Tiger’s only consolation as the Pat Perezes of the Tour savage him is that while he’s been replaced atop the leader board, none of the young hot shots can deliver the TV ratings or the media eyeballs that Woods produced. Not Jason Day. Not Dustin Johnson. Not Justin Spieth. Even the rumour of Tiger teeing it up is ratings Viagra for the networks.
Perez aside, the Tour still needs a healthy, competitive Woods to generate the advertiser enthusiasm it enjoyed in the 623 weeks that he topped the world rankings.
There was hope that his Nike colleague Rory McIroy might assume the Tiger mantle when he sprang into prominence as a 20-year-old, winning majors on the course and headlines for his life off the course. The powerful Irishman was given a stupendous contract by Nike (which is now out of everything but golf apparel) based on the hope he might be the one.
McIlroy has flashed moments of that potential since the contract. He was clearly the best player in the world in the back half of the 2016 PGA Tour, winning the FedEx Cup and its $10 million prize. But just as McIlroy seemed poised to finally get a full grasp on the brass ring, he injured himself at the start of 2017.
He has been unable to compete since then. (Although he did tee it up with president Donald Trump as he rehabbed an injured rib.) He was a no-go this past weekend in his own backyard at the Honda Championship in Palm Beach Gardens. He had to watch as Ricky Fowler, another local resident, won all the cheers as he produced an impressive win on the daunting PGA National course.
It was a missed opportunity for McIlroy and for the Tour. Rory says he’ll be ready in the next couple of weeks to make a run at winning the Masters in early April. But he’s missed valuable weeks while rivals such as Johnson, Spieth, Thomas and Fowler picked up momentum.
Still, nothing would stir the emotions of the sports world more than Woods taking his “Monster Bag… and TaylorMade driver” to the course where he cemented his reputation for greatness with four green jackets. If the Gods were really watching they might ask for a Woods/ Perez pairing at Augusta. Best of three falls.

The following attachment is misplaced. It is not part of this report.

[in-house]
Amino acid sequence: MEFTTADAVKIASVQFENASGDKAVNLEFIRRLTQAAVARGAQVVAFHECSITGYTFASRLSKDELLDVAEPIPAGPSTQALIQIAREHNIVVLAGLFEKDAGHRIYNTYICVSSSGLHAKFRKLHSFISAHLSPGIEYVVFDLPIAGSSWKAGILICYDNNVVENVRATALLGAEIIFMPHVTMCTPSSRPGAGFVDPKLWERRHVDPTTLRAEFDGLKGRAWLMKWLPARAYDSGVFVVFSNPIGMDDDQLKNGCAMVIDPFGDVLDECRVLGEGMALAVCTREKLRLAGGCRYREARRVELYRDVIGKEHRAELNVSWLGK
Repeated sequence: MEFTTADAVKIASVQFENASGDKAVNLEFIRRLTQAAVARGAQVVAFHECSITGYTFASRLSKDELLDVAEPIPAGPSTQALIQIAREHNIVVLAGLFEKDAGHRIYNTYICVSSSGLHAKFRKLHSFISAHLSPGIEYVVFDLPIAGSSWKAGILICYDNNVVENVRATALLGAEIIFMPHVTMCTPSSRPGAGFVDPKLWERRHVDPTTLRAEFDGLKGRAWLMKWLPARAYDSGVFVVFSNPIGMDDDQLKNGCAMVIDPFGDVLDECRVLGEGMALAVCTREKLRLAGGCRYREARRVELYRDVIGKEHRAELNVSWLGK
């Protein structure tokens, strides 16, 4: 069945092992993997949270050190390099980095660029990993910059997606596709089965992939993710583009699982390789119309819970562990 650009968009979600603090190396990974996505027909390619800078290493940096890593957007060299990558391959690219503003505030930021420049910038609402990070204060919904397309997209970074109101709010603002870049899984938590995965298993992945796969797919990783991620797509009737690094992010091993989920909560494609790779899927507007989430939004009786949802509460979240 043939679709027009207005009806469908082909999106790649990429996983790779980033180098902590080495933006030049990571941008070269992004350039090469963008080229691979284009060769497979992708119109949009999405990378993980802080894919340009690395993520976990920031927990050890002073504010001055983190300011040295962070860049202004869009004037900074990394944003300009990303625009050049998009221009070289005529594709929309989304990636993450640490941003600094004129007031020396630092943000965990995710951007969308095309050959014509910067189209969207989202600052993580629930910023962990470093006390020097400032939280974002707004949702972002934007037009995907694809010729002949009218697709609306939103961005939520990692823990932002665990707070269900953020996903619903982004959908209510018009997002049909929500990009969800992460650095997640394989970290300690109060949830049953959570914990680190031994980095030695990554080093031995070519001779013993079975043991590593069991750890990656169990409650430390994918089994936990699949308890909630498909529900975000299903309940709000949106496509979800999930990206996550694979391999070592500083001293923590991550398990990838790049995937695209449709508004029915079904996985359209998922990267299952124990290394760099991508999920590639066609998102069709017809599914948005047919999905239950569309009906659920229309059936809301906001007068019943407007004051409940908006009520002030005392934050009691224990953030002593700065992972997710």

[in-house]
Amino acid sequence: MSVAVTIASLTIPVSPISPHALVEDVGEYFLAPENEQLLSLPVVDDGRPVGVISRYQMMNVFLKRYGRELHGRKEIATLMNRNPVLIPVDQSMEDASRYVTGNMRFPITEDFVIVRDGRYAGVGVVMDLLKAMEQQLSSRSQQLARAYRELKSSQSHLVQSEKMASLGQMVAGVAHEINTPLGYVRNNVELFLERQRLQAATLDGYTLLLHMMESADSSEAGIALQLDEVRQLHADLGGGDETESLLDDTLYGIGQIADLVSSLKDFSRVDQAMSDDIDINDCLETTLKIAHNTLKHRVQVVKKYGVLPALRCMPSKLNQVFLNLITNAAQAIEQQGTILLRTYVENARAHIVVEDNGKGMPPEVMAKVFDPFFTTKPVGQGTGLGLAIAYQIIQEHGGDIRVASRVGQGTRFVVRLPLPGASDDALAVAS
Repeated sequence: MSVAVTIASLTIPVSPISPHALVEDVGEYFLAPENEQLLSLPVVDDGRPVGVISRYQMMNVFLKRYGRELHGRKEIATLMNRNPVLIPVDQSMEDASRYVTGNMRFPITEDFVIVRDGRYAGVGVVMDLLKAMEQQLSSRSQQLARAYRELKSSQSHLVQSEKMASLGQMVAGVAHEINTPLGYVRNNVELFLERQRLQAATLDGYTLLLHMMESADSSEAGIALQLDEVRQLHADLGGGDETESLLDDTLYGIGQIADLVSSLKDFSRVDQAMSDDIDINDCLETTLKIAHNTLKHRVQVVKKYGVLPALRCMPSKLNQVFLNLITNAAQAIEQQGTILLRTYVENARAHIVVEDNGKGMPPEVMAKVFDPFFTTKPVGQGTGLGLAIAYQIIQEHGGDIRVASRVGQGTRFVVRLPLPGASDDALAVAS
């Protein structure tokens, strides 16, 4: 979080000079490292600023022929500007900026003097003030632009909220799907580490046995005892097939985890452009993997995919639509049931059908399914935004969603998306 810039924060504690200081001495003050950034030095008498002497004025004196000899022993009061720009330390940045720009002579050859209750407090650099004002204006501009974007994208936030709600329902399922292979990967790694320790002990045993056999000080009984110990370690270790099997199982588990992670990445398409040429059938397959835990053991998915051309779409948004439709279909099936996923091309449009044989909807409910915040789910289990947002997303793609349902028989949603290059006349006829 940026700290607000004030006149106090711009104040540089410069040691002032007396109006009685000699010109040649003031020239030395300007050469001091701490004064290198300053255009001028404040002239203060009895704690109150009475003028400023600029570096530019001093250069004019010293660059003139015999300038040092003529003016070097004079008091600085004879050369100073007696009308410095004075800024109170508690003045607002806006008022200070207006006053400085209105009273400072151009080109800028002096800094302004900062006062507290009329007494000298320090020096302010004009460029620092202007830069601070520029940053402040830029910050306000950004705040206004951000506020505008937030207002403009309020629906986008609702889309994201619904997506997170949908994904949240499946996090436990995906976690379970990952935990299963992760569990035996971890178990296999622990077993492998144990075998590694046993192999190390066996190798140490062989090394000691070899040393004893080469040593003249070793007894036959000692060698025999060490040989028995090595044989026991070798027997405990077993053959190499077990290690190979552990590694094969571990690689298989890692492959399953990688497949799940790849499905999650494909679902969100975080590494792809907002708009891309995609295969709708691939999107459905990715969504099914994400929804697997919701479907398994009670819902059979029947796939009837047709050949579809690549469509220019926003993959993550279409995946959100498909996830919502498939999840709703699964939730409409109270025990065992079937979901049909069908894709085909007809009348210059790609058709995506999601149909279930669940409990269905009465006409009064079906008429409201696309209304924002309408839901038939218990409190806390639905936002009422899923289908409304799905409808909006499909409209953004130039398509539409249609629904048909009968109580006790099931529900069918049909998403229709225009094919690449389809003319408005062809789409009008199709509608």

Bruce Dowbiggin @dowbboy.is the host of the podcast The Full Count with Bruce Dowbiggin on anticanetwork.com. He’s also a regular contributor three-times-a-week to Sirius XM Canada Talks Ch. 167. A two-time winner of the Gemini Award as Canada's top television sports broadcaster, he is also the best-selling author of seven books. His website is Not The Public Broadcaster (http://www.notthepublicbroadcaster.com)
The venerable New York Yankees manager Casey Stengel, who won eight World Series, was once asked the secret to managing. The Ol’ Perfessor replied, “The secret to managing is keeping the five players who hate your guts away from the five players who haven’t made up their mind yet.”Read More
Throughout his Hall of Fame-worthy career, Terrell Owens' (TO to his friends) name was always in the news, on the lips of fans and pundits alike. But to take a stance that Owens Hall of Fame snub was somehow a terrible injustice is to ignore that sports (as in life), you do not get rewarded for burnt earth policies.Read More
Long before there was the endless election in the United States there was extra-innings baseball. A never-ending extension of Major League Baseball games, extra innings can last as long as a bad date or end as quickly as a Vegas wedding. In a game that has no clock to run out, this can be a recipe for a long day’s journey into night.Read More